The Republicans are just desperate to woo women and the youngins. And we suppose desperate people do desperate things. But even within that context, it’s hard to see how anyone could have possibly signed off on, much less fund and then film, the latest ad campaign for Florida GOP governor Rick Scott.
The ad, paid for by the College Republican National Committee, is titled, we shit you not, “Say Yes to the Candidate.” Modeled on the TLC reality show Say Yes To The Dress, which centers around women choosing the right wedding gown, the ad is actually so tone-deaf as to move into Amusing-ville.
In it, the young female ballot-castor/bride wants to vote for Republican governor Rick Scott. Her mom, the harpy, presses the young dress-donning voter to to pick Democratic candidate Charlie Crist instead. She responds:
“Mom, this is my decision. And I see a better future with Rick Scott.”
The ad, it turns out, was actually made in bulk, so in some videos, our wedding-crazed protagonist is "saying yes" to "The Rick Snyder," "The Tom Corbett" or one of three other candidates—making it especially clear that this video is not about the candidates themselves, but about the presumption that women will vote for any damn person if he's personified an a pretty shiny wedding dress. The video also comes on the heels of an ad connecting voting with dating, suggesting the GOP's belief that women only think about boys, boys, boys runs deep.
In any case, you know how videos occasionally go viral for reasons not intended? This actually might be the best example we've seen of that. And though going viral can often translate to awesome exposure . . . I’d bet all the frocks in my closet that this ad will do nothing to score the desperate GOP the votes it seeks.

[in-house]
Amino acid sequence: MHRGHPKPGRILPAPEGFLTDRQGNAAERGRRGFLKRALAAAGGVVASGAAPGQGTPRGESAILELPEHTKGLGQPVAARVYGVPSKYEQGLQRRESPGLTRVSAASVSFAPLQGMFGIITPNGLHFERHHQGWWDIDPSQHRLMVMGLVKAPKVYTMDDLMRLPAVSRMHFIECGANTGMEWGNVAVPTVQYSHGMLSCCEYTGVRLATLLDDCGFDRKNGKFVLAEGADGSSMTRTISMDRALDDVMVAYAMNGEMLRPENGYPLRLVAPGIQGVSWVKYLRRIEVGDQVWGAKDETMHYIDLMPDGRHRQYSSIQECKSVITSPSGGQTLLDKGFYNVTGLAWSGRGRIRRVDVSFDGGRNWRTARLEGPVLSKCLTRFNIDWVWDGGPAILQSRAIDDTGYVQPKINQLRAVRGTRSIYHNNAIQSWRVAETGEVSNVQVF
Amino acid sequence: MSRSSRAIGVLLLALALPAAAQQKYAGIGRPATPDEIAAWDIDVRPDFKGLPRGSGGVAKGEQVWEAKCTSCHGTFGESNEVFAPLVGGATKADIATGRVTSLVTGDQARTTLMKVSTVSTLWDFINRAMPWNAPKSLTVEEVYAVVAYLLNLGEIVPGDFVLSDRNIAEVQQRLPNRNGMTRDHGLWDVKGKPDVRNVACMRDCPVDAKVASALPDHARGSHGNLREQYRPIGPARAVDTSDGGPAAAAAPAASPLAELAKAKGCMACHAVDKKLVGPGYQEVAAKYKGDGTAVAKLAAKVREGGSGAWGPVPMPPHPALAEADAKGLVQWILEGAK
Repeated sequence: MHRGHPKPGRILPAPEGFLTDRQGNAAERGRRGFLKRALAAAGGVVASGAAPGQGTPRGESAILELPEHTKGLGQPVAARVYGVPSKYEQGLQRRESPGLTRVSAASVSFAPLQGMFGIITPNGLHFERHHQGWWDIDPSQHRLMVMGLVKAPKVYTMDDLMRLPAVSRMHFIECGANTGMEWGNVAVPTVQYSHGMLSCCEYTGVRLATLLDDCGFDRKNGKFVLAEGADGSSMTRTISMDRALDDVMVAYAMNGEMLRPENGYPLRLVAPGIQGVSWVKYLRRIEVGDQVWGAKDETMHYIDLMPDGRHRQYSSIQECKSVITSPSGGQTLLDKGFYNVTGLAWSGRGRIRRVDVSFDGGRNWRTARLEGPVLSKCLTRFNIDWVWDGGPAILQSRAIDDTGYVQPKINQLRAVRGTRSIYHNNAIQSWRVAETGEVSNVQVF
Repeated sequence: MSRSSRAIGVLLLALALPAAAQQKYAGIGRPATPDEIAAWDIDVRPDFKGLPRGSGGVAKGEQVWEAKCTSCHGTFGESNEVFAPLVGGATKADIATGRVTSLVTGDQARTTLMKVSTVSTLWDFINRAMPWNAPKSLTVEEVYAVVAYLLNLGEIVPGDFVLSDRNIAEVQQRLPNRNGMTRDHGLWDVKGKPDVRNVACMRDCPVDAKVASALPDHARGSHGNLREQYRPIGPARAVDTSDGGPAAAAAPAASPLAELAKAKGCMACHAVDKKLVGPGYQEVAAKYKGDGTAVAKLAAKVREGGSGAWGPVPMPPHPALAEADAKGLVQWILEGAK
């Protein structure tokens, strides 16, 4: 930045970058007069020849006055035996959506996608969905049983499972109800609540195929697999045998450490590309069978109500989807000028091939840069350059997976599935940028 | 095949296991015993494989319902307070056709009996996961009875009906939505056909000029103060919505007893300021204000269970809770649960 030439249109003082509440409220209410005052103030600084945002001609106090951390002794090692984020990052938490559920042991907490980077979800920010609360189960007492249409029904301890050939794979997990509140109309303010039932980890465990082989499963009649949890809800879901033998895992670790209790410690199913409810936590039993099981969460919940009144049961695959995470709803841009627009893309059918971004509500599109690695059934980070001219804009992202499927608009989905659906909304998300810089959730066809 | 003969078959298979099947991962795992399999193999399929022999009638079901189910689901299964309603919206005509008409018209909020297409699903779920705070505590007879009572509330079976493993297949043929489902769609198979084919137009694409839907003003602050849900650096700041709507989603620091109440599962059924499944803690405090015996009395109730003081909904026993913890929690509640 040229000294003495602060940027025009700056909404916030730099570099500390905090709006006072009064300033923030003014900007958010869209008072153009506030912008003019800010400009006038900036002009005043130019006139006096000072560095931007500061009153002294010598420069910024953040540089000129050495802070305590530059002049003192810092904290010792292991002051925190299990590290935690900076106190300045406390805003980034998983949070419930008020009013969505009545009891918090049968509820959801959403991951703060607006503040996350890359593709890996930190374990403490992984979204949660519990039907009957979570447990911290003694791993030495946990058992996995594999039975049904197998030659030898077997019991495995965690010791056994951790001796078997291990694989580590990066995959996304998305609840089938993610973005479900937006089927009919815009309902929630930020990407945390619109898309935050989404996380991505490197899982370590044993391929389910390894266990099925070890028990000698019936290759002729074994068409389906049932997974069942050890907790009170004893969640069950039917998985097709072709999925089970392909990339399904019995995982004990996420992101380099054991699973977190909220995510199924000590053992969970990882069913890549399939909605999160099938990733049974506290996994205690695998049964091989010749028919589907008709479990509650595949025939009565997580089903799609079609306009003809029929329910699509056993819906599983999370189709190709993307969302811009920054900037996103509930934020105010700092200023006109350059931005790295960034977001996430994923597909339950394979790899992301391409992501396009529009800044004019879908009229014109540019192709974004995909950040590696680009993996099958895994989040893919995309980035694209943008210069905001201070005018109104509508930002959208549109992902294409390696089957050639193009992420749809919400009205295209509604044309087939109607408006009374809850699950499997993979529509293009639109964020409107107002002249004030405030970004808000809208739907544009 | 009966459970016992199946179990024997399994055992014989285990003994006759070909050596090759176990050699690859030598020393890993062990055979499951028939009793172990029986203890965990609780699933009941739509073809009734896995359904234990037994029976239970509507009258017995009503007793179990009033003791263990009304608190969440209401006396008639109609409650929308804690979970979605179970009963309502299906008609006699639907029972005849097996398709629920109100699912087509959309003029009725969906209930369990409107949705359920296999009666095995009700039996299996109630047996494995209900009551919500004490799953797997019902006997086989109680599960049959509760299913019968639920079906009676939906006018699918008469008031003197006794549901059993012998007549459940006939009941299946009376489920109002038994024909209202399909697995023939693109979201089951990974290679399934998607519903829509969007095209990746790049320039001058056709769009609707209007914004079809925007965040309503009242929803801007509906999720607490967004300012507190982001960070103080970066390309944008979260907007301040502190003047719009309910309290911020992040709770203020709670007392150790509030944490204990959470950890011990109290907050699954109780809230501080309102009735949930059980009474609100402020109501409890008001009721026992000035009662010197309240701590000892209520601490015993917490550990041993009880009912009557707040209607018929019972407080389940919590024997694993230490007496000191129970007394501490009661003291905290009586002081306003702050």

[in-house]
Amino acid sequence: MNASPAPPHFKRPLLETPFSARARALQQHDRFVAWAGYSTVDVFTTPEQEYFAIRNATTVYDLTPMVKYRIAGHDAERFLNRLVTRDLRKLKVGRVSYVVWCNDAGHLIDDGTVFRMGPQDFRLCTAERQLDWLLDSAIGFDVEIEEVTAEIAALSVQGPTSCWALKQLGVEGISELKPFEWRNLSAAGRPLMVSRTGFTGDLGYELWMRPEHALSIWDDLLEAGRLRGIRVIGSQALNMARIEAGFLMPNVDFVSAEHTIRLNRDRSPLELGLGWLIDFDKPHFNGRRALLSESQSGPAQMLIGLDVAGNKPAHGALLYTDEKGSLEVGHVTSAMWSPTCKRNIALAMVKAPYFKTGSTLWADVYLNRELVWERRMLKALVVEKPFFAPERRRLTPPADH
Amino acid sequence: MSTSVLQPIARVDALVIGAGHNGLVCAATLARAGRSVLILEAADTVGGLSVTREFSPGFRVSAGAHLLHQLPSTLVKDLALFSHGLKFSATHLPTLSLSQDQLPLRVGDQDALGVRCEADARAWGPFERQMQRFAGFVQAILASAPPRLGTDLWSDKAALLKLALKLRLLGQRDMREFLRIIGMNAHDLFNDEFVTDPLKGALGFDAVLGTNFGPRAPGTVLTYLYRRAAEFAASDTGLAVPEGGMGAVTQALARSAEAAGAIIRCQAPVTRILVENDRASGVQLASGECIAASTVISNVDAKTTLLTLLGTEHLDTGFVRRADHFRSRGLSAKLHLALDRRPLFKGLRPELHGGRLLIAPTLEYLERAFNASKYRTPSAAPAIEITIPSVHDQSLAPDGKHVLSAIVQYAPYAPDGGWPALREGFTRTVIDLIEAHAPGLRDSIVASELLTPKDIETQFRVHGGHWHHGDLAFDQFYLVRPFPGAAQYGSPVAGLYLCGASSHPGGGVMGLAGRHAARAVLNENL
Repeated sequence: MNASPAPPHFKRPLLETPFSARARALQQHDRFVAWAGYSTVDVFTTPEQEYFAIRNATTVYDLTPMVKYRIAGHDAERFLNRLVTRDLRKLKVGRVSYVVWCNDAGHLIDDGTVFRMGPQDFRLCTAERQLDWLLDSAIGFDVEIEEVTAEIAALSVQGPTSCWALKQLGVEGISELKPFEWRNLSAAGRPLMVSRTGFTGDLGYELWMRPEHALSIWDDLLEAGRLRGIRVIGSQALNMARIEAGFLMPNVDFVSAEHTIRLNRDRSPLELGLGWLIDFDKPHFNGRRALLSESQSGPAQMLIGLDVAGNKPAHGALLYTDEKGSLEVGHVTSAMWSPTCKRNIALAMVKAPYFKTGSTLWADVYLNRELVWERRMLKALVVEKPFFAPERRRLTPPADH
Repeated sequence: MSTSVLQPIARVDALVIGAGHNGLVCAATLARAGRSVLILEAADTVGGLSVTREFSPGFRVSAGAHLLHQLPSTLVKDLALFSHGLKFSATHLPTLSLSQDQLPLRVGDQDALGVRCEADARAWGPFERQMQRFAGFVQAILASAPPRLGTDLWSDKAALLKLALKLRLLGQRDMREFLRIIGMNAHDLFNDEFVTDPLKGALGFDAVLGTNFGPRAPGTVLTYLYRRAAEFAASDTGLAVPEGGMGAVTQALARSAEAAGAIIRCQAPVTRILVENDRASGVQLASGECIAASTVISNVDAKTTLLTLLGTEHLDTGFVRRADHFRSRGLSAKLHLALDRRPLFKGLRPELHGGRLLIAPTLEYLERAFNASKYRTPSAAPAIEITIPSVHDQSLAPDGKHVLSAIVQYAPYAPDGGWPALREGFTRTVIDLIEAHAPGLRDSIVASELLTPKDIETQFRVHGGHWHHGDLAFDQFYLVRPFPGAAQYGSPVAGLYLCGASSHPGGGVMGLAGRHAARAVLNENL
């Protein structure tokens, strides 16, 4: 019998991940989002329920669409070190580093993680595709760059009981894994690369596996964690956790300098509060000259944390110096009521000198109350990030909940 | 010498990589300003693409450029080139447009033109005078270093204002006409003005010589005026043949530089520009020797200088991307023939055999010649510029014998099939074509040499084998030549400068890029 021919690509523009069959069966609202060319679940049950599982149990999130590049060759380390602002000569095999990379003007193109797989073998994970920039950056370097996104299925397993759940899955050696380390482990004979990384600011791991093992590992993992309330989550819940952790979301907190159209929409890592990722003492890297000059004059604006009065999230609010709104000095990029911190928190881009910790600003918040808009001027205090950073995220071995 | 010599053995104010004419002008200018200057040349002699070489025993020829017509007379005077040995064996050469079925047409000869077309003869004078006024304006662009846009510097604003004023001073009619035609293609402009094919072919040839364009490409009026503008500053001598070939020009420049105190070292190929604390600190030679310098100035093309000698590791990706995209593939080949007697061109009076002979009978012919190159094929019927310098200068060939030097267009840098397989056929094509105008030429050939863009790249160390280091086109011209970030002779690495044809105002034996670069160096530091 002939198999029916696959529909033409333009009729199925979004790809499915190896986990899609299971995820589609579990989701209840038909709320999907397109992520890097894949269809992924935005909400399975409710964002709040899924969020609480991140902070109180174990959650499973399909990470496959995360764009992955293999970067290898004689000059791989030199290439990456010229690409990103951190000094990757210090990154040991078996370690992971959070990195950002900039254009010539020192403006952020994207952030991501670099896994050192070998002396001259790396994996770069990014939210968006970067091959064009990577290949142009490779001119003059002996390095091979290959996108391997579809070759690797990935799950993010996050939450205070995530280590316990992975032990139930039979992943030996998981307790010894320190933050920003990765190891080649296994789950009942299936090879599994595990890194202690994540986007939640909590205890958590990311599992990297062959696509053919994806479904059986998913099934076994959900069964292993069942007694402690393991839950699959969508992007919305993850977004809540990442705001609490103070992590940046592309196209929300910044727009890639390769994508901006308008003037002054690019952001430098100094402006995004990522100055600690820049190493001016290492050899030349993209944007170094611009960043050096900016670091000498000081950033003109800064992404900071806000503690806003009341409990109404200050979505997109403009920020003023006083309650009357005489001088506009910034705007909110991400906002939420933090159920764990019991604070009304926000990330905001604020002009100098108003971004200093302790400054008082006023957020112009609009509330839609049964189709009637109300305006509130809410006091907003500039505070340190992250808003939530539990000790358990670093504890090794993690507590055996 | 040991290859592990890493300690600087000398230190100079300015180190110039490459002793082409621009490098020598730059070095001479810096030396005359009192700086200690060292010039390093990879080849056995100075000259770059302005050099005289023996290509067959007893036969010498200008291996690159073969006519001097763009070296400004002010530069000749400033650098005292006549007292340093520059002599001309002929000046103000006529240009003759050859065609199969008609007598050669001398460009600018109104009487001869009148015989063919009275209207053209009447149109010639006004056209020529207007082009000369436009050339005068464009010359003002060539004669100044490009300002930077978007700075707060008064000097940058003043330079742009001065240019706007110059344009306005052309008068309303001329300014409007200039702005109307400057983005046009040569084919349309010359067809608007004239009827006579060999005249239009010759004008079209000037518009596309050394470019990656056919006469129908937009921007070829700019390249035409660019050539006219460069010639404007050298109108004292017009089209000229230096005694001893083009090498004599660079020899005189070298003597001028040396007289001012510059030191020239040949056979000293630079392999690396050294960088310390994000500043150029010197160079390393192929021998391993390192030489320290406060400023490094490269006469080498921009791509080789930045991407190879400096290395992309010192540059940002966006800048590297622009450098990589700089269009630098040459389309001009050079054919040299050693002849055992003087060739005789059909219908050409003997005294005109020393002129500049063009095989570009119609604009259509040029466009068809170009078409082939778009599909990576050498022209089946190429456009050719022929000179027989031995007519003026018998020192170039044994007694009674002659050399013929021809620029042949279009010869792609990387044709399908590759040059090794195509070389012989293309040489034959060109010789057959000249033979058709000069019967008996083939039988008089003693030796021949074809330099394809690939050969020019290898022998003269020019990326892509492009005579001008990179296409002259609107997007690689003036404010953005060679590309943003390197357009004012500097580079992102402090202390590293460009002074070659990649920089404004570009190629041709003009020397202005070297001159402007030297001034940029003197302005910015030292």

Possibly the only thing more offensive than an ad courting female votes by using a show based on weddings, are the comments GOP strategists are making about it. College Republican National Committee chairman Alex Smith told the Wall Street Journal that this ad—which, get out the popcorn, will be the first of several—is intended to make the Republican Party seem “culturally relevant” to “the generation that has their earbuds in and their minds turned off.”
Wait, what’s that Ms. Smith? I couldn’t understand you as I was too busy with my earbuds in listening to One Direction to have my mind turned on. No but really, is she for real?
There’s a reason a recent report, commissioned by Republicans, found that female voters view the party as “intolerant,” “lacking in compassion” and “stuck in the past,” making them “barely receptive” to Republicans’ policies. Actually, scratch that. There are a ton of reasons for this—and it has everything to do with our fully-functional and multifaceted minds being open and tuned in to what’s going on.
Rick Scott? The candidate the young bride is so fervently saying yes to? Gee whiz, he loves him some abortion restrictions. (On that note, by the way, a new report has found that states with the toughest abortion restrictions have the poorest health outcomes for women. Lack of abortion access has also recently been tied to women staying in abusive relationships.)
If the GOP really wanted to seem culturally relevant, they would adjust their policies to be more (read: at least a little bit) women-friendly. Instead of, you know, fighting against reproductive justice, unanimously blocking the equal pay bill and spouting off egregious comments on rape.
If candidates supported policies that contributed to my reproductive and economic justice, I'd definitely think about throwing 'em a vote. But a party that tries to win votes by shoving offensive dress-oriented ads down my throat, because they believe weddings are the one thing that will resonate with me? I'll pass.
That said, I will look forward to the next ad . . . for sheer entertainment value.